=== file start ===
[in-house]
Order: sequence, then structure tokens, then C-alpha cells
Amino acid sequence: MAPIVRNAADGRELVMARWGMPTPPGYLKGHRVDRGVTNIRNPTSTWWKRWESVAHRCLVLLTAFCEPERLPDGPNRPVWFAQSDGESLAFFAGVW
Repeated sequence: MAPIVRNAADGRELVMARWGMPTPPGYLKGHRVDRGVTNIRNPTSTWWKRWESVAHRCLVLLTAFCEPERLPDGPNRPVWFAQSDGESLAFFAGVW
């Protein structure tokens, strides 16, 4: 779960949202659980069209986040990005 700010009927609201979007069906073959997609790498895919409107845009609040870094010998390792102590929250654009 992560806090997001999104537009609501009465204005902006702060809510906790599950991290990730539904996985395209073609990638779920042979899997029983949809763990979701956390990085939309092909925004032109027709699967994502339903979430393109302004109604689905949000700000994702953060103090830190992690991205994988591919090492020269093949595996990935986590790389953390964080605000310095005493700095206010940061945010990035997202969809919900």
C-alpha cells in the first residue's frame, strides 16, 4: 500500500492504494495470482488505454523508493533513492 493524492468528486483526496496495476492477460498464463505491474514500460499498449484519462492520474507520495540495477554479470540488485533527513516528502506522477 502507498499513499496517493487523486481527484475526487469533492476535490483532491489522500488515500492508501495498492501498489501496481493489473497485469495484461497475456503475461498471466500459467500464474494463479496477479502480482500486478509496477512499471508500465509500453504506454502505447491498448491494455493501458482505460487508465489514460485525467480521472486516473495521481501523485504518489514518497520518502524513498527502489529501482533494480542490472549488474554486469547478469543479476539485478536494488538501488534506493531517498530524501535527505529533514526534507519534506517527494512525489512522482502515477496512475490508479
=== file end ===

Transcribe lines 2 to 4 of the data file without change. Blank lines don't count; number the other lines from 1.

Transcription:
Order: sequence, then structure tokens, then C-alpha cells
Amino acid sequence: MAPIVRNAADGRELVMARWGMPTPPGYLKGHRVDRGVTNIRNPTSTWWKRWESVAHRCLVLLTAFCEPERLPDGPNRPVWFAQSDGESLAFFAGVW
Repeated sequence: MAPIVRNAADGRELVMARWGMPTPPGYLKGHRVDRGVTNIRNPTSTWWKRWESVAHRCLVLLTAFCEPERLPDGPNRPVWFAQSDGESLAFFAGVW